The big victor at the Cannes Film Festival turned out to be an anticlimactic announcement when jury president Spike Lee accidentally revealed it at the beginning of the evening. Julia Ducournau’s Titane, said to be one of the most shocking and viscerally thrilling entries coming out of the French Riviera, won the Palme d’Or (the fest’s equivalent of Best Picture).

This is a gift for distributor Neon as they will handle its domestic distribution. Sporting a 95% rating on Rotten Tomatoes, could Titane enter the Oscar conversation in Best International Feature Film? The three previous Palme recipients from 2017-2019 managed to do so (The Square, Shoplifters, Parasite). Remember there was no competition in 2020. My feeling is that it’s a contender though I doubt it will cross over for Best Picture consideration (and a win) like Parasite did.

The Grand Prix award (basically runner-up) was split between Asghar Farhadi’s Iranian drama A Hero and Juho Kuosmanen’s Russian feature Compartment No. 6. Of those two, the latter has the best opportunity to break through with the Academy.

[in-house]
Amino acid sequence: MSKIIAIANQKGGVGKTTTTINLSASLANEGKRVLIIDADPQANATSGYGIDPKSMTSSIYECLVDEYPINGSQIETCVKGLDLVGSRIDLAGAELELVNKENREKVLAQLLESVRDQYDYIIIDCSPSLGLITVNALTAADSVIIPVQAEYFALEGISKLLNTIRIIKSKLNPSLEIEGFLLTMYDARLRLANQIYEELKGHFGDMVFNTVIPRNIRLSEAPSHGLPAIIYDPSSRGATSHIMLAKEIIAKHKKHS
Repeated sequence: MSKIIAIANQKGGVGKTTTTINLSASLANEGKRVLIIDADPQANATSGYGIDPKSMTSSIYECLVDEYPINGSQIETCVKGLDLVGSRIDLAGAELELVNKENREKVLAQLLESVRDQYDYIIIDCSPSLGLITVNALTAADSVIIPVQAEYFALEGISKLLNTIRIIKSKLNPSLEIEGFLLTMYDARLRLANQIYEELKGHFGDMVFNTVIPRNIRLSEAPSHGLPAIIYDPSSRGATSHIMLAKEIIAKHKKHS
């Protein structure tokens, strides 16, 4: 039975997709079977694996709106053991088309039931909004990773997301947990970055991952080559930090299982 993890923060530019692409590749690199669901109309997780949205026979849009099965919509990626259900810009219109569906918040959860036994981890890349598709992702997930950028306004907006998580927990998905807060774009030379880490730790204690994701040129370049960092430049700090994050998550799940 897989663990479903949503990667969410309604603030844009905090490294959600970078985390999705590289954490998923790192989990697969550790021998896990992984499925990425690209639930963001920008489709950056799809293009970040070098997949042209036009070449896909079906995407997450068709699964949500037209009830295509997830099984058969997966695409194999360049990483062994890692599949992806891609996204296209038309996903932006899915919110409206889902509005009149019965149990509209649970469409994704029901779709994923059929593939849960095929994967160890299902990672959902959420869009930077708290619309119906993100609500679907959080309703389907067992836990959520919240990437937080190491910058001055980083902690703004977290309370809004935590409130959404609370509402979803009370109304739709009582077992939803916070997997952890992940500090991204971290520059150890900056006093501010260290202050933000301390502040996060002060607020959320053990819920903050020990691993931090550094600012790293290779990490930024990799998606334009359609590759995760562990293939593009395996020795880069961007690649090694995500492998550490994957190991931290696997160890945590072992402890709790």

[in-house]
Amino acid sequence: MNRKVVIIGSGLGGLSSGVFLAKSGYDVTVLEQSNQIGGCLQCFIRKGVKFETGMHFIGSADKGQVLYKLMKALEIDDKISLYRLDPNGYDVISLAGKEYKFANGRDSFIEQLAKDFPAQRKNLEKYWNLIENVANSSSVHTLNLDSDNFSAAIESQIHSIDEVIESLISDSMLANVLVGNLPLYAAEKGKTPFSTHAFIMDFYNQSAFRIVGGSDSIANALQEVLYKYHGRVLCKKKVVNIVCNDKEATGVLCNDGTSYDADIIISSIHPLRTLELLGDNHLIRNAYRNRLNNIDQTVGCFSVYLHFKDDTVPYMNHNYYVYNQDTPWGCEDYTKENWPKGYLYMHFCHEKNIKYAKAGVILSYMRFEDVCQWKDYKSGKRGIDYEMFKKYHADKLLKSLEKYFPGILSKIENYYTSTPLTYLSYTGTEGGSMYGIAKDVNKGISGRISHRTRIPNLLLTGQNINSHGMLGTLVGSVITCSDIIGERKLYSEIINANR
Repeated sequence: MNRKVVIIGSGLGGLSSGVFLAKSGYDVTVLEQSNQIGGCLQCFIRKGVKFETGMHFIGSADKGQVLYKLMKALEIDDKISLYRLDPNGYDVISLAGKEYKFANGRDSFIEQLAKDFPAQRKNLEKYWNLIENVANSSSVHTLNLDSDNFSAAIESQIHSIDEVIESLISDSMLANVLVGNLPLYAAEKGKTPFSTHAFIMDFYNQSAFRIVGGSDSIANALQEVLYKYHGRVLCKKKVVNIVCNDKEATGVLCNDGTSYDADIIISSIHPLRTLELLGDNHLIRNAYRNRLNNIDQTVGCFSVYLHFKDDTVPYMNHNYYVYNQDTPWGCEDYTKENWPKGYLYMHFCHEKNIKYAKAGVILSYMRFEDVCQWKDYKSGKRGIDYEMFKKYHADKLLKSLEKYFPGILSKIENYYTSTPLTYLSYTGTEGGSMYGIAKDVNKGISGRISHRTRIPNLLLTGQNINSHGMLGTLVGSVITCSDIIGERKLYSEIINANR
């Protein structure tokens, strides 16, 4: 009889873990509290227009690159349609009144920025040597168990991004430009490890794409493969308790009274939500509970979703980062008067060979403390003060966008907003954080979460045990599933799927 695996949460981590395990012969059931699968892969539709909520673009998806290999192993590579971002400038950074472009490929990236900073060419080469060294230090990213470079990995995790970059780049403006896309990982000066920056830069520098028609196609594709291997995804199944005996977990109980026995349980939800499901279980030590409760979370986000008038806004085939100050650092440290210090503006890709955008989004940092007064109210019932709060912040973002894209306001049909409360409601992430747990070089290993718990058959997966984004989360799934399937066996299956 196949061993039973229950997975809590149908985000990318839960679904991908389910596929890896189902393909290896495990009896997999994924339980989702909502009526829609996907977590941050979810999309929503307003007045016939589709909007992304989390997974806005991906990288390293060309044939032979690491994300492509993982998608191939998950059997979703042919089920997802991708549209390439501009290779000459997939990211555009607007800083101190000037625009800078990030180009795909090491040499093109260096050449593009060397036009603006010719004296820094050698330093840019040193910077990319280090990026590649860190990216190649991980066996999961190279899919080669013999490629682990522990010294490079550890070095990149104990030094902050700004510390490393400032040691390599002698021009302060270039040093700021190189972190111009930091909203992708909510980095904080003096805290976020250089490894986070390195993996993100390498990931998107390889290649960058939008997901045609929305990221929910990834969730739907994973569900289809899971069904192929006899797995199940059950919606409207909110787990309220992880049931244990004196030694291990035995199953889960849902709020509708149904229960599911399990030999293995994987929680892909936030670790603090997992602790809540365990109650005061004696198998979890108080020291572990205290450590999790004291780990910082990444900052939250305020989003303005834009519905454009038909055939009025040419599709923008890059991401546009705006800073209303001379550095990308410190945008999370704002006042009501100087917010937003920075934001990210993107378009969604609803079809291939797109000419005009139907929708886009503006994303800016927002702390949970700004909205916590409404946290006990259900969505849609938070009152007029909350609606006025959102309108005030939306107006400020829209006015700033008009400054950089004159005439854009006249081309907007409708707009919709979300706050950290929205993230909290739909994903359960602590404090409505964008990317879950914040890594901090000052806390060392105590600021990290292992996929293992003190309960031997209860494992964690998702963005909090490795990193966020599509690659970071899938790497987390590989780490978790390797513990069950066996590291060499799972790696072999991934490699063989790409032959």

Leos Carax is best director for his opening night selection Annette. The musical drama starring Adam Driver and Marion Cotillard elicited strong reactions (mostly positive, some negative) from the French crowd and it is a major question mark heading into awards season.

Caleb Landry Jones, seen in numerous supporting roles recently like Get Out and Three Billboards Outside Ebbing, Missouri, was named Best Actor for the thriller Nitram. Winning over higher profile contenders like Driver and Simon Rex (Red Rocket), the eventual stateside distributor would need to mount quite a campaign for Jones to be in contention, but you never know.

Same goes for Best Actress Renate Reinsve in The World Person in the World, the Norwegian romantic comedic drama which had ardent admirers at the fest. This is a picture to keep an eye on as well that the international voters could pick up on.

Lastly, Wes Anderson’s The French Dispatch was perhaps the most notable premiere, but it came up empty-handed when all was settled. It could still certainly be a factor at the Oscars despite not getting a boost here.

For my blog readers, expect more Oscar Watch posts in the coming days as I sort out all the Cannes action and that will include Titane, The World Person in the World, and more. Stay tuned!

Oscars 2020: The Case of Frances McDormand